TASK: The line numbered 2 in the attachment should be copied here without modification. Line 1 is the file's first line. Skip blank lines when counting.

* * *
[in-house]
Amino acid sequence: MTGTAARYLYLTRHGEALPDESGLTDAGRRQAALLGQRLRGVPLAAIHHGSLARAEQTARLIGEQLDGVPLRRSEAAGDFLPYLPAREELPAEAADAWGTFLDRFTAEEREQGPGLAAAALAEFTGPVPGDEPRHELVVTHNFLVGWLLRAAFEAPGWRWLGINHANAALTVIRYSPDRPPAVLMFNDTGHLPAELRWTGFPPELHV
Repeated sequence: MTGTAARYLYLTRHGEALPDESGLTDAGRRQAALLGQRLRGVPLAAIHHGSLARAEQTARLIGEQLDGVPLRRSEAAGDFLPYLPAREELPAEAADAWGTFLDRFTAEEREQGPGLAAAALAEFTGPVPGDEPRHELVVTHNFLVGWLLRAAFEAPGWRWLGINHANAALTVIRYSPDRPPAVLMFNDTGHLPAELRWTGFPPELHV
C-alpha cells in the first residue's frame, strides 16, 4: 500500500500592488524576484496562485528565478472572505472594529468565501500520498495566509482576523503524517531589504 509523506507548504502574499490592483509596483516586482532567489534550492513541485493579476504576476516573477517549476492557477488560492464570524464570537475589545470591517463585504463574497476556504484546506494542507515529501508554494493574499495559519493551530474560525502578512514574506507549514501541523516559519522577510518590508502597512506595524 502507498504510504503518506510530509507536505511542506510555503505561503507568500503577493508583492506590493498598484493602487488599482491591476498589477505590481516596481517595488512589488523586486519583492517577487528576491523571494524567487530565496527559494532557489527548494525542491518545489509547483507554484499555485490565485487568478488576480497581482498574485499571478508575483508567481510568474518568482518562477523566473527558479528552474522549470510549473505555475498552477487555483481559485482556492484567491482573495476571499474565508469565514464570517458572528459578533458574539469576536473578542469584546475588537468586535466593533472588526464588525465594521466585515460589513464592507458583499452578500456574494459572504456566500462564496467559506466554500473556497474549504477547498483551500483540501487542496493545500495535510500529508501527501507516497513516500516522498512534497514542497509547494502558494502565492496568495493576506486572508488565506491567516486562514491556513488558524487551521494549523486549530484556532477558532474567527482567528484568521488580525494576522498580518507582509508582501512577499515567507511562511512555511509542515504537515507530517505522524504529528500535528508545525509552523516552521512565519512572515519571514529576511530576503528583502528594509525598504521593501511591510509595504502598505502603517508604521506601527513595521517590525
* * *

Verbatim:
Amino acid sequence: MTGTAARYLYLTRHGEALPDESGLTDAGRRQAALLGQRLRGVPLAAIHHGSLARAEQTARLIGEQLDGVPLRRSEAAGDFLPYLPAREELPAEAADAWGTFLDRFTAEEREQGPGLAAAALAEFTGPVPGDEPRHELVVTHNFLVGWLLRAAFEAPGWRWLGINHANAALTVIRYSPDRPPAVLMFNDTGHLPAELRWTGFPPELHV